In accordance with the announcement by the provincial government, the Gardiner Museum has closed temporarily. The health and safety of our visitors, staff, and the wider community remains our top priority. We'll continue to provide you with engaging digital content to keep us connected while the galleries are closed.
During our temporary closure, we're posting exhibitions and selections from our collection online. Discover Inuit ceramics, Chinese and Japanese porcelain, pottery from the Ancient Americas, and more!
On Thursday April 29 at 1 pm, join us for a free online lecture with Professor Alison McQueen, who will discuss the significant contributions of women working at Sèvres in the first century of its history. The presentation will feature works from leading international porcelain collections and bring attention to the often-overlooked roles of women retouching glaze, laying down prints, and burnishing. Register now!
Every object in our permanent collection can be accessed through our eMuseum portal. Learn about individual collecting areas, like Italian Maiolica or Modern and Contemporary Ceramics, or search the full collection by keyword. You'll be amazed by what you discover!
With the Museum closed temporarily, we need your support to continue to offer innovative and engaging exhibitions, programs, and community projects online, as well as plan for the future. Please consider making a donation to help us build community with clay.
Scotiabank CONTACT Photography Festival Featured Exhibition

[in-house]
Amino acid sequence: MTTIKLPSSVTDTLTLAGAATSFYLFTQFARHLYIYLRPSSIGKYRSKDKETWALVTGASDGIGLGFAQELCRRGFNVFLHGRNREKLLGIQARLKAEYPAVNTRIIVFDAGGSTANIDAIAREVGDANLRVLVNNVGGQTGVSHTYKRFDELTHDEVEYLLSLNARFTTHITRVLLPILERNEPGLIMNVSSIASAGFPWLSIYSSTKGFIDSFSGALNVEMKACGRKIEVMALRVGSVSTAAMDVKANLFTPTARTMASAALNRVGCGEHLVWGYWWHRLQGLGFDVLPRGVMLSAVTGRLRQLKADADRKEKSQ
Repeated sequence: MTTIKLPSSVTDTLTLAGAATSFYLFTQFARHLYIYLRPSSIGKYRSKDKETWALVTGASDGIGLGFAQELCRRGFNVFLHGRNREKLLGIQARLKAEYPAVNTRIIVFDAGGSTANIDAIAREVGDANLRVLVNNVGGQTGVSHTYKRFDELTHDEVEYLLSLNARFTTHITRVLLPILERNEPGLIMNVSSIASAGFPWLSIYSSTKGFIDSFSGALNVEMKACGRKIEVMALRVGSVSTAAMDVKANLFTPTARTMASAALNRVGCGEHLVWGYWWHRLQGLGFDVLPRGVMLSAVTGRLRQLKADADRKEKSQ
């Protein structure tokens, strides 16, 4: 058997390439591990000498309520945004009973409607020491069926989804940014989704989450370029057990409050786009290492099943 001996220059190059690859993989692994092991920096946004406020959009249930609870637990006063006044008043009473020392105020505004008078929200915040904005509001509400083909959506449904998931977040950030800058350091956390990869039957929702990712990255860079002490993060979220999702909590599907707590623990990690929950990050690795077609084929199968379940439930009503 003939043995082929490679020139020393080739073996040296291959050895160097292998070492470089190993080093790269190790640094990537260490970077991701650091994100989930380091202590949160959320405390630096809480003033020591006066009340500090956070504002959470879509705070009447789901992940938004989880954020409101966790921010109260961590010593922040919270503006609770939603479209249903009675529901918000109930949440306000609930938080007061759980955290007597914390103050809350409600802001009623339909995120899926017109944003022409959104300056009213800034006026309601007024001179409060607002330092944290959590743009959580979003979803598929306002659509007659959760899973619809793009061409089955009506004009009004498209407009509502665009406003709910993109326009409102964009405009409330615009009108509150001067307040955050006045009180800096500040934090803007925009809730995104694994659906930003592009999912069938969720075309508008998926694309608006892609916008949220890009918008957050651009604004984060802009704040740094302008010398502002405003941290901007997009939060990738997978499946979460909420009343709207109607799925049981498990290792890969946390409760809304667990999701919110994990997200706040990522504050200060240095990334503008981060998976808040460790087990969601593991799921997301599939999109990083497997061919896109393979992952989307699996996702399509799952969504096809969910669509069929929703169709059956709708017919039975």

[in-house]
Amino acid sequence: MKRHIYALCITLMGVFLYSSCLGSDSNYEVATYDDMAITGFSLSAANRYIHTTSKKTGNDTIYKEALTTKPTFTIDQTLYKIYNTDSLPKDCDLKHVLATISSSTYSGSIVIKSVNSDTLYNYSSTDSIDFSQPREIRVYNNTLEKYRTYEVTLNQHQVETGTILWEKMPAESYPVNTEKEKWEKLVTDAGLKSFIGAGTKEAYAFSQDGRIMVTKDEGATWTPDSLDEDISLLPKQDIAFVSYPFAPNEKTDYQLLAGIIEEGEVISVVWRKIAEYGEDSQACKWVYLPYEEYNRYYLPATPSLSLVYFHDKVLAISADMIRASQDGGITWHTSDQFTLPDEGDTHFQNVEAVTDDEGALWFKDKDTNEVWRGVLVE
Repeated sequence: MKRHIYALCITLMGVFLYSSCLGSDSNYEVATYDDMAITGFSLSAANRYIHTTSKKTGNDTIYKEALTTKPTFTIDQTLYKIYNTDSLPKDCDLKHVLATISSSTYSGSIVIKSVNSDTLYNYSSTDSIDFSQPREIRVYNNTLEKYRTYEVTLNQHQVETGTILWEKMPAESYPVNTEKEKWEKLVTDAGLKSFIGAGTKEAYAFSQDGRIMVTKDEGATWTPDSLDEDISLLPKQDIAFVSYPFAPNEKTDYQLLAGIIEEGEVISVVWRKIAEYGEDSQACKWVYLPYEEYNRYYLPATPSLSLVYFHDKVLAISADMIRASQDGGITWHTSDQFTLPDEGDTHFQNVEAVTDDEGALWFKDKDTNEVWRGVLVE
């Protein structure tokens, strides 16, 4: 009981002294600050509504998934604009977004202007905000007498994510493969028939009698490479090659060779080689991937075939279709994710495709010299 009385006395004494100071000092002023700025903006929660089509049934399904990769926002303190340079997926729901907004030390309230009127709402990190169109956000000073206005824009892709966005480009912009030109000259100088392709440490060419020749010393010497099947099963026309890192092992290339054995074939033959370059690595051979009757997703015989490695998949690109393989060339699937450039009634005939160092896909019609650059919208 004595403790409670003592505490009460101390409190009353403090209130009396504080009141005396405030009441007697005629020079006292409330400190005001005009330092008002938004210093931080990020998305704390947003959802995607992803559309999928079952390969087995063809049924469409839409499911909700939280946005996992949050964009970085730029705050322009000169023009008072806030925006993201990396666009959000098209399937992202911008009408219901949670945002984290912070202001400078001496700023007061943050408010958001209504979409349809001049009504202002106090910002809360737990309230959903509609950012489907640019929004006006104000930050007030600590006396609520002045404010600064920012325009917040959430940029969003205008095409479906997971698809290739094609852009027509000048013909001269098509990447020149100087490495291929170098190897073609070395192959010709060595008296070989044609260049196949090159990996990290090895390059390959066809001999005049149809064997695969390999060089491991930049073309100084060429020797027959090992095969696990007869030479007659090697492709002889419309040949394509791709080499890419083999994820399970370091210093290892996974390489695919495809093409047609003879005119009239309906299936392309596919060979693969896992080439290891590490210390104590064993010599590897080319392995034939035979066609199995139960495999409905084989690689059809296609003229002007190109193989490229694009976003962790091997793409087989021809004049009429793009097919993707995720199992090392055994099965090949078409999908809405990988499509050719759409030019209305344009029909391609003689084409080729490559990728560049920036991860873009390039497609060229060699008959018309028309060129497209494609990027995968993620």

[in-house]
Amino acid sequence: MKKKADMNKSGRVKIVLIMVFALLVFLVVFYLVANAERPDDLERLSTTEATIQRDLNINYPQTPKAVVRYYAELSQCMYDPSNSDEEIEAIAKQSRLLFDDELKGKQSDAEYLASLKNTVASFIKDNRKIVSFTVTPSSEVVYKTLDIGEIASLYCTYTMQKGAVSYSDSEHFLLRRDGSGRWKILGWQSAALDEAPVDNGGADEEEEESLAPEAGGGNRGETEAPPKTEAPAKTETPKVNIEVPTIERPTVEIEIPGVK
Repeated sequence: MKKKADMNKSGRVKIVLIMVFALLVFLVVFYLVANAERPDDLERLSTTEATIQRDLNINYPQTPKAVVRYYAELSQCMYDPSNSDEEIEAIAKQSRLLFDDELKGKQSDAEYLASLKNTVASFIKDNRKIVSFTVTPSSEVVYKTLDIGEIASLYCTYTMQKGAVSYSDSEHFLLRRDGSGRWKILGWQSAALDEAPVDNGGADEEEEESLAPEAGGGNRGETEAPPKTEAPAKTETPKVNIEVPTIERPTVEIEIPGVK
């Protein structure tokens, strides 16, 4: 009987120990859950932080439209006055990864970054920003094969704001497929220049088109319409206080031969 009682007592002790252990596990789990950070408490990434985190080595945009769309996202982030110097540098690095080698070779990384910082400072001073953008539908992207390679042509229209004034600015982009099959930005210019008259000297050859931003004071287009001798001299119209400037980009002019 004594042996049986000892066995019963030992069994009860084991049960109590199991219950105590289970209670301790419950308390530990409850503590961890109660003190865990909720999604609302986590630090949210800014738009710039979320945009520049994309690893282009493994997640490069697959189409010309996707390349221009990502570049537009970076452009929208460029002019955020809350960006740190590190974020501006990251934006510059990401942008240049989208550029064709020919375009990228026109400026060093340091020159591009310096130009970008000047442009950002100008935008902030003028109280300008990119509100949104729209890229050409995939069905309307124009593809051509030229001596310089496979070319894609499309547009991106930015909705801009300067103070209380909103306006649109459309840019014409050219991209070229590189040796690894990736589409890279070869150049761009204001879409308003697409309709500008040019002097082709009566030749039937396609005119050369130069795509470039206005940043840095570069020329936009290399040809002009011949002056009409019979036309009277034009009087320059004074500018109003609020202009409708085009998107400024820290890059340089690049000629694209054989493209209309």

During weekly classes at the Gardiner Museum, Chris Curreri photographed students’ wet and discarded projects. The resulting series of photographs, Untitled (Clay Portfolio), focuses on the material of clay as it shifts between states of form and states of formlessness. Some of the prints in the series have a subtle solarization effect—a phenomenon in photography in which the image is wholly or partially reversed in tone by exposing the print to light during the development process.
This process underscores a correspondence between the photographic darkroom and the pottery studio by emphasizing the brief moment where the latent image is still malleable and has yet to be fixed to the photographic paper. The images themselves, depict raw material in different states: fresh and untouched clay; bowls and other identifiable objects left discarded in a pile; and the stuffing of this discarded matter into a machine that compresses and extrudes it as new, usable material. One thing is not depicted in the photographs: the moment when the material becomes a calcified, acceptable thing.
The portfolio will be accompanied by a new sculptural work titled That, There, It that elaborates on the relationships between raw material, latency, and fixed (or fired) finality.
About the Scotiabank CONTACT Photography Festival
Scotiabank CONTACT Photography Festival is an annual event in May with well over 1500 Canadian and international artists and photographers exhibiting at more than 175 venues throughout the Greater Toronto Area. Founded as a not-for-profit organization in 1997 and now a charitable organization, the Festival is devoted to celebrating, and fostering the art and profession of photography, through a diverse range of programmes.
As a leading proponent of photography, the Festival increases exposure and recognition for local, Canadian and international artists and is committed to advancing knowledge, creativity and innovation in photography. It stimulates excitement and discussion among a diverse audience that has grown to over 1.8 million. CONTACT is the largest photography event in the world, and a premiere cultural event in Canada.
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